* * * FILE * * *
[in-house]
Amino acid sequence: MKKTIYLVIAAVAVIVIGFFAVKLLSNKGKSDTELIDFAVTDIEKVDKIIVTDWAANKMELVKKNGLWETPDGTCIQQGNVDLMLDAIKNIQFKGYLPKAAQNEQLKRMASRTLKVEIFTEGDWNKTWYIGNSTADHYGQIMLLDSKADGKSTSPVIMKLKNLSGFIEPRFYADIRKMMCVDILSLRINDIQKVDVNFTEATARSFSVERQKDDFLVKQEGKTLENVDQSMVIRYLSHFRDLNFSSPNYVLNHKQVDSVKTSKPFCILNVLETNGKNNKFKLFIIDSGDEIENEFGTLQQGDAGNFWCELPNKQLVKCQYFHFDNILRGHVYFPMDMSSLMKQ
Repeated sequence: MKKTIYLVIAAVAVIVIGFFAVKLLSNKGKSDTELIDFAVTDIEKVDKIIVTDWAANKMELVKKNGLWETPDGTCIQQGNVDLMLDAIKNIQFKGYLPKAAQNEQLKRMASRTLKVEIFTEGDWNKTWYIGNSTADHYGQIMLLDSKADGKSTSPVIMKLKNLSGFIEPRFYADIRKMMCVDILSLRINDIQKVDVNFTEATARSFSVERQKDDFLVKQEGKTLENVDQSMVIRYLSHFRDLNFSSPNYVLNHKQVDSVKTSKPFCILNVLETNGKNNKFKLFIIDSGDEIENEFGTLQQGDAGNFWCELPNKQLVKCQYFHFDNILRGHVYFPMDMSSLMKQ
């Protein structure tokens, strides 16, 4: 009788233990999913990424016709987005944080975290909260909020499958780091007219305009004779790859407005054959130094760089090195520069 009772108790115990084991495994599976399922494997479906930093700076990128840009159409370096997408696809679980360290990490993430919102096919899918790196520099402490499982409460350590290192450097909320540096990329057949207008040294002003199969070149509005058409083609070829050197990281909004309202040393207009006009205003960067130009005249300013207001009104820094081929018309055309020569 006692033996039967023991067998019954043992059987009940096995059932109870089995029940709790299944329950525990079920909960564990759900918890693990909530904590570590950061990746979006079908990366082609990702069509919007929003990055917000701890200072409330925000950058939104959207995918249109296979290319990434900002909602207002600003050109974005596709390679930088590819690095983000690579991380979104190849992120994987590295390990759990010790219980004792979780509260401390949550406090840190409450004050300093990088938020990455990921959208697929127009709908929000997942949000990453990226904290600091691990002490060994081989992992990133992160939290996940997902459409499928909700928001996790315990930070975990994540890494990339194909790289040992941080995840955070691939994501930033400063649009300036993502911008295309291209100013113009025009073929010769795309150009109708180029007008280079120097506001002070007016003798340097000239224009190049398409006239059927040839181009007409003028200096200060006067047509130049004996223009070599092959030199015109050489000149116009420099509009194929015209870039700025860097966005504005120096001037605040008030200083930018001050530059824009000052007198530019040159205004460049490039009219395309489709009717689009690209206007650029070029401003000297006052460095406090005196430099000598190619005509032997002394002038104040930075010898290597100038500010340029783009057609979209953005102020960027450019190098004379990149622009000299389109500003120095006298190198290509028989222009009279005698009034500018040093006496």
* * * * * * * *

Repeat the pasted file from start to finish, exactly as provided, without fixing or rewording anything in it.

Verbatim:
[in-house]
Amino acid sequence: MKKTIYLVIAAVAVIVIGFFAVKLLSNKGKSDTELIDFAVTDIEKVDKIIVTDWAANKMELVKKNGLWETPDGTCIQQGNVDLMLDAIKNIQFKGYLPKAAQNEQLKRMASRTLKVEIFTEGDWNKTWYIGNSTADHYGQIMLLDSKADGKSTSPVIMKLKNLSGFIEPRFYADIRKMMCVDILSLRINDIQKVDVNFTEATARSFSVERQKDDFLVKQEGKTLENVDQSMVIRYLSHFRDLNFSSPNYVLNHKQVDSVKTSKPFCILNVLETNGKNNKFKLFIIDSGDEIENEFGTLQQGDAGNFWCELPNKQLVKCQYFHFDNILRGHVYFPMDMSSLMKQ
Repeated sequence: MKKTIYLVIAAVAVIVIGFFAVKLLSNKGKSDTELIDFAVTDIEKVDKIIVTDWAANKMELVKKNGLWETPDGTCIQQGNVDLMLDAIKNIQFKGYLPKAAQNEQLKRMASRTLKVEIFTEGDWNKTWYIGNSTADHYGQIMLLDSKADGKSTSPVIMKLKNLSGFIEPRFYADIRKMMCVDILSLRINDIQKVDVNFTEATARSFSVERQKDDFLVKQEGKTLENVDQSMVIRYLSHFRDLNFSSPNYVLNHKQVDSVKTSKPFCILNVLETNGKNNKFKLFIIDSGDEIENEFGTLQQGDAGNFWCELPNKQLVKCQYFHFDNILRGHVYFPMDMSSLMKQ
């Protein structure tokens, strides 16, 4: 009788233990999913990424016709987005944080975290909260909020499958780091007219305009004779790859407005054959130094760089090195520069 009772108790115990084991495994599976399922494997479906930093700076990128840009159409370096997408696809679980360290990490993430919102096919899918790196520099402490499982409460350590290192450097909320540096990329057949207008040294002003199969070149509005058409083609070829050197990281909004309202040393207009006009205003960067130009005249300013207001009104820094081929018309055309020569 006692033996039967023991067998019954043992059987009940096995059932109870089995029940709790299944329950525990079920909960564990759900918890693990909530904590570590950061990746979006079908990366082609990702069509919007929003990055917000701890200072409330925000950058939104959207995918249109296979290319990434900002909602207002600003050109974005596709390679930088590819690095983000690579991380979104190849992120994987590295390990759990010790219980004792979780509260401390949550406090840190409450004050300093990088938020990455990921959208697929127009709908929000997942949000990453990226904290600091691990002490060994081989992992990133992160939290996940997902459409499928909700928001996790315990930070975990994540890494990339194909790289040992941080995840955070691939994501930033400063649009300036993502911008295309291209100013113009025009073929010769795309150009109708180029007008280079120097506001002070007016003798340097000239224009190049398409006239059927040839181009007409003028200096200060006067047509130049004996223009070599092959030199015109050489000149116009420099509009194929015209870039700025860097966005504005120096001037605040008030200083930018001050530059824009000052007198530019040159205004460049490039009219395309489709009717689009690209206007650029070029401003000297006052460095406090005196430099000598190619005509032997002394002038104040930075010898290597100038500010340029783009057609979209953005102020960027450019190098004379990149622009000299389109500003120095006298190198290509028989222009009279005698009034500018040093006496």